Note: Meshing over the boilie to safeguard any poisson-chat or crayfish eating my bait; in fact whenever I fish abroad I will always use meshed baits.
I tightened the hooks in the rings and made my way down to the lodge for a well earned pint and a catch up with John and Ben. I found out no one had set up in the bay to my left – spot on! John talked us through the rules and made sure everyone knew how to handle a big fish on the bank. Then people filtered into the shop for bait and munches and were off. I stayed for another pint and a chat and for some reason or another didn’t get the rods out before dinner. I had two weeks at my disposal, what was the rush? I should mention that dinner is at 6 pm and breakfast at 9 am every day so my food was sorted and was damn good. John, Magda and Benny Boy did us all proud, and John looked a picture in his pinny!
Back in the swim a few pints later, I put the left rod in the margin on a hard spot found with the landing net pole, middle rod at about 50 yards slightly to the left with a small PVA goodie bag on the hook – the lead went down with a “donk” so that was pukka. The right hand rod was put where the fish showed earlier shortly followed by 20 baits. I wasn’t really bothered if nothing was to come in the night ahead, being changeover day, the carp definitely know this. A 25lb mirror fell to the island rod that night (off the mark), after another two nights four more fish fell to the island rod up to 30lb on the nose. During these two days I hardly took my eyes off the lake and my attention was mainly on the island because of the fish movement. There were also lots of crashing sounds in the bay to my left. I did consider moving there but on fear of spooking them decided to stay put, providing no one else moved in the bay. What I decided to do was to pick off the fish as they moved around the island into the bay on my left. Three baits were presented in this area and a scattering of free offerings, approximately 1 kilo of boilies. All hook baits were presented on hard gravel. I suppose you could say the rest was history as over the next three nights I could not put a foot wrong with 24 fish to my name including some good ones with action both at night and in the day. I managed five upper 30’s and a 40lb in an after-noon. I was blown away and regularly turned up for breakfast half asleep and stinking to hi-heaven and loving it. The inevitable happened, Dave and Ben who were doubled up fishing the middle of the lake moved into the bay, I wasn’t too bothered as they were both friends of mine but needless to say I didn’t catch another fish from that swim.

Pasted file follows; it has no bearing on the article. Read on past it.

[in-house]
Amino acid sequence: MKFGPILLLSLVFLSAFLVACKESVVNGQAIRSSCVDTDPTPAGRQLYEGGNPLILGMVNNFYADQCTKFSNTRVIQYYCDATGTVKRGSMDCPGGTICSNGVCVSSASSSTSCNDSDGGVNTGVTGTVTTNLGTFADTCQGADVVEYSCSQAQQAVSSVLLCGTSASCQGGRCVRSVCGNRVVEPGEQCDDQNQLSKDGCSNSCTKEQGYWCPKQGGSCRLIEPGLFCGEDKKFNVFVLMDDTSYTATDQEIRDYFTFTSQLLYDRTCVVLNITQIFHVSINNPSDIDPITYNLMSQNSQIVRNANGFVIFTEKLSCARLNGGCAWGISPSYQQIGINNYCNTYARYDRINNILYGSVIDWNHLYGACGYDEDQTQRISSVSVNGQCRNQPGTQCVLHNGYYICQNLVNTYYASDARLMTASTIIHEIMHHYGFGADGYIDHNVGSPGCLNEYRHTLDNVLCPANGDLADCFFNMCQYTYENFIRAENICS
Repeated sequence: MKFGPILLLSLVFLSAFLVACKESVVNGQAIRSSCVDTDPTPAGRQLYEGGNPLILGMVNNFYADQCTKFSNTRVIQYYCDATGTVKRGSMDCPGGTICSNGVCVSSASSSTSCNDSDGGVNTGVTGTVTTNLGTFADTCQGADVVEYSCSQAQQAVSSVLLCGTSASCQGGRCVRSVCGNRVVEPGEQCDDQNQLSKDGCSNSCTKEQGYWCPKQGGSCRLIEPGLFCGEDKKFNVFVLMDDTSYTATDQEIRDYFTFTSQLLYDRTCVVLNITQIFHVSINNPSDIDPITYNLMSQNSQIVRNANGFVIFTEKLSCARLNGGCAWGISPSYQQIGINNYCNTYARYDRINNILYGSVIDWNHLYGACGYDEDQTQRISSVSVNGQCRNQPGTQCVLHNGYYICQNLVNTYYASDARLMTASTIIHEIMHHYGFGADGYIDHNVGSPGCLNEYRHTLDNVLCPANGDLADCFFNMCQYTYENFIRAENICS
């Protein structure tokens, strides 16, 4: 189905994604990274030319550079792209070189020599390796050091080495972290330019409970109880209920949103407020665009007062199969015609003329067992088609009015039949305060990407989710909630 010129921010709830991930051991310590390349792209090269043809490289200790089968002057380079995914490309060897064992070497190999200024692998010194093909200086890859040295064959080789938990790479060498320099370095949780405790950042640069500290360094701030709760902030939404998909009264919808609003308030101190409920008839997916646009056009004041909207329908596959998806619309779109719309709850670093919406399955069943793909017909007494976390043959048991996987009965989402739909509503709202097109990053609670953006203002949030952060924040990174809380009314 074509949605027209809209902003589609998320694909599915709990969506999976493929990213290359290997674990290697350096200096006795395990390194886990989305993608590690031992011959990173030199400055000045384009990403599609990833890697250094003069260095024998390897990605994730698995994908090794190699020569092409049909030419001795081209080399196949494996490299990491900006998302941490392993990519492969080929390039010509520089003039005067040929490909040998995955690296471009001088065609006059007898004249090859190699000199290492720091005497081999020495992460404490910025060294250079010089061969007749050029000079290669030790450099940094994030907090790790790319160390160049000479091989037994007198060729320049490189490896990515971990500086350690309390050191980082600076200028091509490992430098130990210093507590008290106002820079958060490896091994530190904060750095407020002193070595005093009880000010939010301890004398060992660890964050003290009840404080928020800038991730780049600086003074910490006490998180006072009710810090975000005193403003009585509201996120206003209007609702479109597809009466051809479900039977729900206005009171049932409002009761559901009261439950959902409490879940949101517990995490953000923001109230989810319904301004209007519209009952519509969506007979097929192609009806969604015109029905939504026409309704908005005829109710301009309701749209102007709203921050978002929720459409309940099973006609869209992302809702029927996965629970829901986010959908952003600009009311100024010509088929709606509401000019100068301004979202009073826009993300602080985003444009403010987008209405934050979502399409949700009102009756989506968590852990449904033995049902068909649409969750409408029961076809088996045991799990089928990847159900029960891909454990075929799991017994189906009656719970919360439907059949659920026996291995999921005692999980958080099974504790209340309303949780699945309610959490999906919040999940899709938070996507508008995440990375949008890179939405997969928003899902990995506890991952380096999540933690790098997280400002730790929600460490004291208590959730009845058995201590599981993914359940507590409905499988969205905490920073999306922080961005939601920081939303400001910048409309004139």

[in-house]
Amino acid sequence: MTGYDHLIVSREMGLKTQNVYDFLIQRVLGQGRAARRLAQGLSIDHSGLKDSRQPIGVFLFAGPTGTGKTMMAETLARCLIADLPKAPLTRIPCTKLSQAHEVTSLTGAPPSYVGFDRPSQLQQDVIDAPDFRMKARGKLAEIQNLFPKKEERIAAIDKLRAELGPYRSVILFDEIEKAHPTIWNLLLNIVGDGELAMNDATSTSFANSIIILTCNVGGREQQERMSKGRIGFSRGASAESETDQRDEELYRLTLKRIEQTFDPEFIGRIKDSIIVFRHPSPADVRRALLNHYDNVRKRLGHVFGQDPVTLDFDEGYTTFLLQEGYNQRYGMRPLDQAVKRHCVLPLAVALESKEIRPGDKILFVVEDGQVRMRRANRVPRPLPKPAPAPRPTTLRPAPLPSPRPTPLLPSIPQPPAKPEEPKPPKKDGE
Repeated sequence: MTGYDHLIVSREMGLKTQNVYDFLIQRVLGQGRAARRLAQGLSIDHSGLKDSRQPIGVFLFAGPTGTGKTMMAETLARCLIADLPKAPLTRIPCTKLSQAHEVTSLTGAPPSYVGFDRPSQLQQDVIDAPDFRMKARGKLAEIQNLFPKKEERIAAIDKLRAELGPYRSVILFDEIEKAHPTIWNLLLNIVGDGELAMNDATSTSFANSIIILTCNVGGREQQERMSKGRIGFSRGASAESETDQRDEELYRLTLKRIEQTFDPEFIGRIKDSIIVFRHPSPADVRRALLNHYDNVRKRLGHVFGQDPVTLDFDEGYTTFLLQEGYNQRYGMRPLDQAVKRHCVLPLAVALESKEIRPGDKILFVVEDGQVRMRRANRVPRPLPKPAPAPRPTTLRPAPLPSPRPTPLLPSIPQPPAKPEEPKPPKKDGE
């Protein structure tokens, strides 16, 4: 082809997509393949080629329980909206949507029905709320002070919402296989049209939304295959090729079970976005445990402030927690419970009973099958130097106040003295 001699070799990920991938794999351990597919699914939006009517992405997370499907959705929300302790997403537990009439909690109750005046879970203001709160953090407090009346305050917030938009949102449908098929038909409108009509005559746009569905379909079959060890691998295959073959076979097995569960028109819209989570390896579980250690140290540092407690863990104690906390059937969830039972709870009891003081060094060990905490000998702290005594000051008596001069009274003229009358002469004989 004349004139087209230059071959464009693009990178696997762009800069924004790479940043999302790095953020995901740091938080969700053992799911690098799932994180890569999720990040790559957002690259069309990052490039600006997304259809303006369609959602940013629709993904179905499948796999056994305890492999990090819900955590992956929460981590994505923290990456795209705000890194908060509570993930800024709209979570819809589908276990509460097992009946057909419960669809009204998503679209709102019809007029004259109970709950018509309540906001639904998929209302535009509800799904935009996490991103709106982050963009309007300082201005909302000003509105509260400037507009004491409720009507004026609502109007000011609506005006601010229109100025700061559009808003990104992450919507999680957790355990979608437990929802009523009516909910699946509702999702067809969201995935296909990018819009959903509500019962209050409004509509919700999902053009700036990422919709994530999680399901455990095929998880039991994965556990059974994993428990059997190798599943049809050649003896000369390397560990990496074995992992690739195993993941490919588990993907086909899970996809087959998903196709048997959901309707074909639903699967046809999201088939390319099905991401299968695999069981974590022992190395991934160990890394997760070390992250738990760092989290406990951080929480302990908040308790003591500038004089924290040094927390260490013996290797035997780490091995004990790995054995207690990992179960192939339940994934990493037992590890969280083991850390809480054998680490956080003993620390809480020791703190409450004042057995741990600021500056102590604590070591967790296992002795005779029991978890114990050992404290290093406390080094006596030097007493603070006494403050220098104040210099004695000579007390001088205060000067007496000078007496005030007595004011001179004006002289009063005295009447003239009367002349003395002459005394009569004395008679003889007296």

So 48 hours and no action, I made a move for the last night of the week. After a few more lingering laps of the lake I opted for the far corner, which had seen no pressure during our stay. There were signs of fish and it just felt right. Up with the titan, two casts with the marker rod – the first and only time I’d used one during my stay. And I was sorted by midday, I found a lovely little spot at about 60 yards, clean silty area in 4 ½ foot of water. Before the week was up I put another four fish on the bank, one of them being another 40lb, which brought my tally for the first week to 28 including two 40’s, twelve 30’s and the rest twenties. As luck would have it I managed to stay in my swim for the second week, with Dave moving in to my left and Ben to my right – if nothing else we were going to have a good social. With the lake being full I knew it would be a different kettle of fish and it was, with the action not so hectic but steady. I caught thirteen fish the second week, including two known fish – The horse at 41lb 4oz and The big leather at 39lb.
With 41 fish in two weeks I was going home a happy chappie. My brother Si banked 30 fish, Dave 29, Ben and Mic, each of them, 12 fish. The other party, for the second week, had some good catches as well with one of the lads, Chris, having two 40’s. So, everybody had a great time with majority of anglers catching a personal best.
With a return trip booked, I had to put the memories of French carping to the back of my mind and set my sights on my winter campaign. Be lucky!